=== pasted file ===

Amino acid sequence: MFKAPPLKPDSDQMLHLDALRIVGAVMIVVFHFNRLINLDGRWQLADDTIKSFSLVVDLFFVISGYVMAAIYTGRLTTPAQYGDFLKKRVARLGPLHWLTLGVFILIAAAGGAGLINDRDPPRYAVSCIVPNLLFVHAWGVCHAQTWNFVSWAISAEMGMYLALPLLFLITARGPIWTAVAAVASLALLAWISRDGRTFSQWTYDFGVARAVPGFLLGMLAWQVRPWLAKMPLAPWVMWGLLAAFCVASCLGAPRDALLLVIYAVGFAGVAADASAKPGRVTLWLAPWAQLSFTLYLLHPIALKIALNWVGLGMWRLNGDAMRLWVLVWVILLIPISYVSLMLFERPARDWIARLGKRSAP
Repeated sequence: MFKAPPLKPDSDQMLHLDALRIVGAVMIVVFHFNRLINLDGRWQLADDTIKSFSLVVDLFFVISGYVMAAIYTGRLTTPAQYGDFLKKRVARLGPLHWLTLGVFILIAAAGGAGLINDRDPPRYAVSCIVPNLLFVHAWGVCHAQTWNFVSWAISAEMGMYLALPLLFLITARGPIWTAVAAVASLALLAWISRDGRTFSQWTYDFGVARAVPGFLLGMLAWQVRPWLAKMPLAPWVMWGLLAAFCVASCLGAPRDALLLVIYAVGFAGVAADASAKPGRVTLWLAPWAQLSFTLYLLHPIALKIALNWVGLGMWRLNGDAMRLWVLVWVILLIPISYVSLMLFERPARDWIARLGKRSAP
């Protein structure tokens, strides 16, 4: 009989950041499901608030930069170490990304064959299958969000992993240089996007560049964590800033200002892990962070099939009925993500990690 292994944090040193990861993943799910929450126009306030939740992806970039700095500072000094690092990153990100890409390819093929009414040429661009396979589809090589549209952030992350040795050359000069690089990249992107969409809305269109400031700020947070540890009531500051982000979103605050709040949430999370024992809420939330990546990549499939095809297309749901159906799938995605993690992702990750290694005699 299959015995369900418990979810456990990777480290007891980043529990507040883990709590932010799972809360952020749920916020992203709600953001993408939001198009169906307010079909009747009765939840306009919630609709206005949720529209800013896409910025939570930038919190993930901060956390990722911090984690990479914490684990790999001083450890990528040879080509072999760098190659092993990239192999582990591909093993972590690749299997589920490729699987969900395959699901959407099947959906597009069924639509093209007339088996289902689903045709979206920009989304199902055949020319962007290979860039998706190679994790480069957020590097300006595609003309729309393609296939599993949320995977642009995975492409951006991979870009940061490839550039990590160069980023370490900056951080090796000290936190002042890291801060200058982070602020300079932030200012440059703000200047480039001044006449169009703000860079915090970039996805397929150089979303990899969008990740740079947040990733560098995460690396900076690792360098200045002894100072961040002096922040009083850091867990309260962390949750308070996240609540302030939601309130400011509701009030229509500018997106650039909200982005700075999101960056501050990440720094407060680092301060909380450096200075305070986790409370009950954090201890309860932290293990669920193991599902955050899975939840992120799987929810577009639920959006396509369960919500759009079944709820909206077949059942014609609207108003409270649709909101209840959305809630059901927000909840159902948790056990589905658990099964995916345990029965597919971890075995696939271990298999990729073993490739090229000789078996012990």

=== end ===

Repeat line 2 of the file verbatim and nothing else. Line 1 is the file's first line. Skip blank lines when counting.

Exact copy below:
Repeated sequence: MFKAPPLKPDSDQMLHLDALRIVGAVMIVVFHFNRLINLDGRWQLADDTIKSFSLVVDLFFVISGYVMAAIYTGRLTTPAQYGDFLKKRVARLGPLHWLTLGVFILIAAAGGAGLINDRDPPRYAVSCIVPNLLFVHAWGVCHAQTWNFVSWAISAEMGMYLALPLLFLITARGPIWTAVAAVASLALLAWISRDGRTFSQWTYDFGVARAVPGFLLGMLAWQVRPWLAKMPLAPWVMWGLLAAFCVASCLGAPRDALLLVIYAVGFAGVAADASAKPGRVTLWLAPWAQLSFTLYLLHPIALKIALNWVGLGMWRLNGDAMRLWVLVWVILLIPISYVSLMLFERPARDWIARLGKRSAP